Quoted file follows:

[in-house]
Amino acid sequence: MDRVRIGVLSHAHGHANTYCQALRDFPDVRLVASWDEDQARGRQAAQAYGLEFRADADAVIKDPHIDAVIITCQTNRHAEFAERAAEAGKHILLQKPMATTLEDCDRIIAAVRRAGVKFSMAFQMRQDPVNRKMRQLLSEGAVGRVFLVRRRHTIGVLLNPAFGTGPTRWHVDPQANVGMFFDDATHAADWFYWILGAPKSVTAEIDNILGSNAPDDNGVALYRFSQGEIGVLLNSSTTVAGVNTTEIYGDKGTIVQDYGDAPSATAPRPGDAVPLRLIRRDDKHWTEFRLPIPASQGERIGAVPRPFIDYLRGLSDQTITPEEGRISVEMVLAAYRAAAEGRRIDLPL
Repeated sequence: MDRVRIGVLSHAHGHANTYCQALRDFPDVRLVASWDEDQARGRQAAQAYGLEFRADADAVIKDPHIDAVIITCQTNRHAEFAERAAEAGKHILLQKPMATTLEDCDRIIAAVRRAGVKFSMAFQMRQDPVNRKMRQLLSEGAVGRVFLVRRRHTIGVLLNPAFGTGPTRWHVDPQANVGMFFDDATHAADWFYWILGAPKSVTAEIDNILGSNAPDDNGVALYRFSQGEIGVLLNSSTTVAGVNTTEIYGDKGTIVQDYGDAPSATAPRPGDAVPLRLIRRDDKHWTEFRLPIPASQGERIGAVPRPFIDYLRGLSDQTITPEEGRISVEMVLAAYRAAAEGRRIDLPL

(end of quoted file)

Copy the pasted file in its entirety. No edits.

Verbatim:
[in-house]
Amino acid sequence: MDRVRIGVLSHAHGHANTYCQALRDFPDVRLVASWDEDQARGRQAAQAYGLEFRADADAVIKDPHIDAVIITCQTNRHAEFAERAAEAGKHILLQKPMATTLEDCDRIIAAVRRAGVKFSMAFQMRQDPVNRKMRQLLSEGAVGRVFLVRRRHTIGVLLNPAFGTGPTRWHVDPQANVGMFFDDATHAADWFYWILGAPKSVTAEIDNILGSNAPDDNGVALYRFSQGEIGVLLNSSTTVAGVNTTEIYGDKGTIVQDYGDAPSATAPRPGDAVPLRLIRRDDKHWTEFRLPIPASQGERIGAVPRPFIDYLRGLSDQTITPEEGRISVEMVLAAYRAAAEGRRIDLPL
Repeated sequence: MDRVRIGVLSHAHGHANTYCQALRDFPDVRLVASWDEDQARGRQAAQAYGLEFRADADAVIKDPHIDAVIITCQTNRHAEFAERAAEAGKHILLQKPMATTLEDCDRIIAAVRRAGVKFSMAFQMRQDPVNRKMRQLLSEGAVGRVFLVRRRHTIGVLLNPAFGTGPTRWHVDPQANVGMFFDDATHAADWFYWILGAPKSVTAEIDNILGSNAPDDNGVALYRFSQGEIGVLLNSSTTVAGVNTTEIYGDKGTIVQDYGDAPSATAPRPGDAVPLRLIRRDDKHWTEFRLPIPASQGERIGAVPRPFIDYLRGLSDQTITPEEGRISVEMVLAAYRAAAEGRRIDLPL